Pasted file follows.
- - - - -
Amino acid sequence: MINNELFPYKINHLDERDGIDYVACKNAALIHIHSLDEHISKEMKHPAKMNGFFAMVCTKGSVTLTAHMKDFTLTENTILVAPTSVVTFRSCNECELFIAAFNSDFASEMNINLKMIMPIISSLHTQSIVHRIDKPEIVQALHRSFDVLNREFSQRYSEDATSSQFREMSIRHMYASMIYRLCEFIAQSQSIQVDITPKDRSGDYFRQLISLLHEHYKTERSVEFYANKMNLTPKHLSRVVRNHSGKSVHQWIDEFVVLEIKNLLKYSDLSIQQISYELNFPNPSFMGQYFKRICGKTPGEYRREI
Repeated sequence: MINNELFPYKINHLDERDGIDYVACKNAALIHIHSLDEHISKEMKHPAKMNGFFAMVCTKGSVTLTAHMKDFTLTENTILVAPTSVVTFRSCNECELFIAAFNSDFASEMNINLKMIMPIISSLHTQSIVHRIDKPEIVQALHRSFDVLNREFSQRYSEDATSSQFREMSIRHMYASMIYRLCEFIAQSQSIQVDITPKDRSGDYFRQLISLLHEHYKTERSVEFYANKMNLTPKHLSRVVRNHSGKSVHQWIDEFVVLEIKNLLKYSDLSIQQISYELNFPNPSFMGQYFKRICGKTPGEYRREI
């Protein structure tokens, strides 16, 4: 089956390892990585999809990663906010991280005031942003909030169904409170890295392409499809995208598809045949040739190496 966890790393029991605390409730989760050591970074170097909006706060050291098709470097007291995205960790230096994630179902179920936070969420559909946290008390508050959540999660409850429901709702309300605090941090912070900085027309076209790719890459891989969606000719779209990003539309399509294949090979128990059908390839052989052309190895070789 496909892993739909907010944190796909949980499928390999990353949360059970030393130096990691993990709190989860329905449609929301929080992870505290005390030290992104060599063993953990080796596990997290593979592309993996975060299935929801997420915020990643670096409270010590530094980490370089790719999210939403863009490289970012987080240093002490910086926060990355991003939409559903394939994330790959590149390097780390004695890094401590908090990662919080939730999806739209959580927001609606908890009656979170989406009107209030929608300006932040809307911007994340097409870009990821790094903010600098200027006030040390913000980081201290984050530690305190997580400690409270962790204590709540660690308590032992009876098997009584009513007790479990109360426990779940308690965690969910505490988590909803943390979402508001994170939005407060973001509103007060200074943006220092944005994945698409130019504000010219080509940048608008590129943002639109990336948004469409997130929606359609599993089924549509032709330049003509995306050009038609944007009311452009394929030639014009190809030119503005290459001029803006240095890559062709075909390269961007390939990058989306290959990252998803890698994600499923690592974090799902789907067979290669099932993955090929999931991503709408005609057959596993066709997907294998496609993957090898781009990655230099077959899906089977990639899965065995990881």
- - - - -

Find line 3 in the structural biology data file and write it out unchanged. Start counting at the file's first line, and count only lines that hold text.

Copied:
């Protein structure tokens, strides 16, 4: 089956390892990585999809990663906010991280005031942003909030169904409170890295392409499809995208598809045949040739190496 966890790393029991605390409730989760050591970074170097909006706060050291098709470097007291995205960790230096994630179902179920936070969420559909946290008390508050959540999660409850429901709702309300605090941090912070900085027309076209790719890459891989969606000719779209990003539309399509294949090979128990059908390839052989052309190895070789 496909892993739909907010944190796909949980499928390999990353949360059970030393130096990691993990709190989860329905449609929301929080992870505290005390030290992104060599063993953990080796596990997290593979592309993996975060299935929801997420915020990643670096409270010590530094980490370089790719999210939403863009490289970012987080240093002490910086926060990355991003939409559903394939994330790959590149390097780390004695890094401590908090990662919080939730999806739209959580927001609606908890009656979170989406009107209030929608300006932040809307911007994340097409870009990821790094903010600098200027006030040390913000980081201290984050530690305190997580400690409270962790204590709540660690308590032992009876098997009584009513007790479990109360426990779940308690965690969910505490988590909803943390979402508001994170939005407060973001509103007060200074943006220092944005994945698409130019504000010219080509940048608008590129943002639109990336948004469409997130929606359609599993089924549509032709330049003509995306050009038609944007009311452009394929030639014009190809030119503005290459001029803006240095890559062709075909390269961007390939990058989306290959990252998803890698994600499923690592974090799902789907067979290669099932993955090929999931991503709408005609057959596993066709997907294998496609993957090898781009990655230099077959899906089977990639899965065995990881």